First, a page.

best oif the ruling white races, even
tw or three cent.uries hence, but
there is hardly any question that
they wil be much more hatbitable
and useful t'han they have been in
The Only Way.
De.ser--ft's no use for me to pre
scribe medicine for you. What you
eed is absolute quiet.
Patient--Tbhen. doc tor, you'll have
to fin sme way of 'sending my wife
ANOTHER SPECIAL JUDGE.
Jos. A. McCullough May be Named
by Chief Justice.
At a meeting of the bar associar
tion held yesterday at noon a com
mittee of three was appointed to con
fer with Chief Justice Pope in regard
to the appointing of a special judge
to take the place of George John
stone of Newberry, who is presiding
now at the fall term of the court of
The commission of Judge John
stone expires Dec. 2, and the onbeome
of the conference will be to suggest
the appointing of Joseph A. McCul
lough of Greenville to finish the term
of court after the 2nd of December.
SHOWING OFF A GUEST.
The Inkeeper Was Determined Fes
senden Should Appear.
One night while ex-Secretary of
the Treasury Fessenden was on s po
litical mission to the niorthern part
of 'maine he stopped at a small ho
In the center ,of the house was a
big stove that warmed two rooms.
In one of the apartments Judge Fes
senden established himself and pre
pared to take proper comfort dur
ing the evening. Just as he had
got well located with a 'book the
landlord, a six foot French Cana
dian, came in.
"Excuse me, 'seir," said he, "but
Mr. Ed Wiggone of Maysville, she
be -de odder room, an' she wan'
te Mr. Fessendeen."
"Tell Mr. Wiggit I'll be in a lit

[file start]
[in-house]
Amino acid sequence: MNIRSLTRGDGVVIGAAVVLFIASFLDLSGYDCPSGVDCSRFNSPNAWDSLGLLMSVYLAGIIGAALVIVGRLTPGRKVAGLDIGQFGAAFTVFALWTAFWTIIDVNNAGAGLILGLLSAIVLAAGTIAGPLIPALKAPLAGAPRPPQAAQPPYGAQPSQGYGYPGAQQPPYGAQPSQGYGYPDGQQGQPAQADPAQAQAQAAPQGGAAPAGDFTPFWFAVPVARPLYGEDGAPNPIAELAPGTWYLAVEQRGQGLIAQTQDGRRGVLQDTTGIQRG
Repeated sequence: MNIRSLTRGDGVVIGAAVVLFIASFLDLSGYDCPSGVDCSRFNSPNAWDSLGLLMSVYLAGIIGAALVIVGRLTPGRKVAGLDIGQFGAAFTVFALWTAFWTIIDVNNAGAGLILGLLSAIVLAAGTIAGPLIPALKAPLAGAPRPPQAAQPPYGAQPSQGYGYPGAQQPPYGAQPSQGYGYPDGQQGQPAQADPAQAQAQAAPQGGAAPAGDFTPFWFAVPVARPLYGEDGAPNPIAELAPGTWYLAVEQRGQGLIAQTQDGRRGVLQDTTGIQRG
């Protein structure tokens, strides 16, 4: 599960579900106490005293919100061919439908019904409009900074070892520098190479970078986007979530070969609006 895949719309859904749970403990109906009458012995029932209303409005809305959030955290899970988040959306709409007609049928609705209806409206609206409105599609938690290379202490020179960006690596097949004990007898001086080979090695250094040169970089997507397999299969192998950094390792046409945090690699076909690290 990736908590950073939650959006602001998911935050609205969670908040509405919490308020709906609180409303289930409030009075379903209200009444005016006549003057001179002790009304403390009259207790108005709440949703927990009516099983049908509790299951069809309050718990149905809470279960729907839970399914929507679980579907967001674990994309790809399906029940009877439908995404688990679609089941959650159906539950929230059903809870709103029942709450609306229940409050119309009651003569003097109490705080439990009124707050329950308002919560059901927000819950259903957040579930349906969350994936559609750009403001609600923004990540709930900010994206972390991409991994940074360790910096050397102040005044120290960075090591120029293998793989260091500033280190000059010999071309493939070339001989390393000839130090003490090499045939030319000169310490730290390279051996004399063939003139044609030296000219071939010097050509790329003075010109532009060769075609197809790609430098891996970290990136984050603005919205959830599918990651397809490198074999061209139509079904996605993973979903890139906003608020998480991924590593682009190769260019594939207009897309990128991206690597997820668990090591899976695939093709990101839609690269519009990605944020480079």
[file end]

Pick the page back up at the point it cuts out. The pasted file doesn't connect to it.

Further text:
tle later," said Judge Fessenden,
"turning another leaf in his book.
rthe landlord went out. He re
turned in a moment. "Mr. Wiggone
she send his compliments, an' she
say dat she wan' Mr. Fessendeen
The interruption just at that .mo
ment rather nettled the judge, who
was in no way accustomed to dicta-.
torship. He sent back such A. sharp
replyfthat it was easily seen that the
landlord was cut by his asperity. In
just thirty seconds the landlord was
back. Judge Fessenden raised his
eyes to find the man staring at him.
with a look of desperate resolve.
With su:ppresed excitement in his
tones the t'all landlord spoke.
"Mr.- Wiggone say she wan' see
Mr. Fessendeen quick, an' she gues'
o' de house, an' I say she goin' to
Forthwith the big landlord swooP
ed down on the astonished gentle
man, seized him, tucked him under
his arm and strode across into the
room of the peremptory gentleman
"Mr. Wiggones,'' calmly said
the landlord, as matter of fact as
though he had just delivered a pitch
er of ice water, "here be Mr. Fes
sendeen.'" He set the indignant
."caller'Z down on a chair and retir
The Power of Habit.
New York Sun.
The power of habit was strikingly
illustrated not long ago in a shirt
waist factory. One woman who had
done nothing but sew up the seams
of sleeves for four years was taken
off that particular job and was ask
ed to run up seams in the body of
the waists. She complained that the
hange, would make her so nervous
that she could not woirk.
"But what is the differen'ce?''
asked -the foreman. "There is noth
in but a straight seam here, just
the same as you have been used to.''
"1know,' replied the wo.man
Iwith t.rue feminine logic, "but it
~.And 't did prove to be a fact that
uwinz to her four year's of steady
wok on sleeves it took her .fully
that many wee'ks to overcome her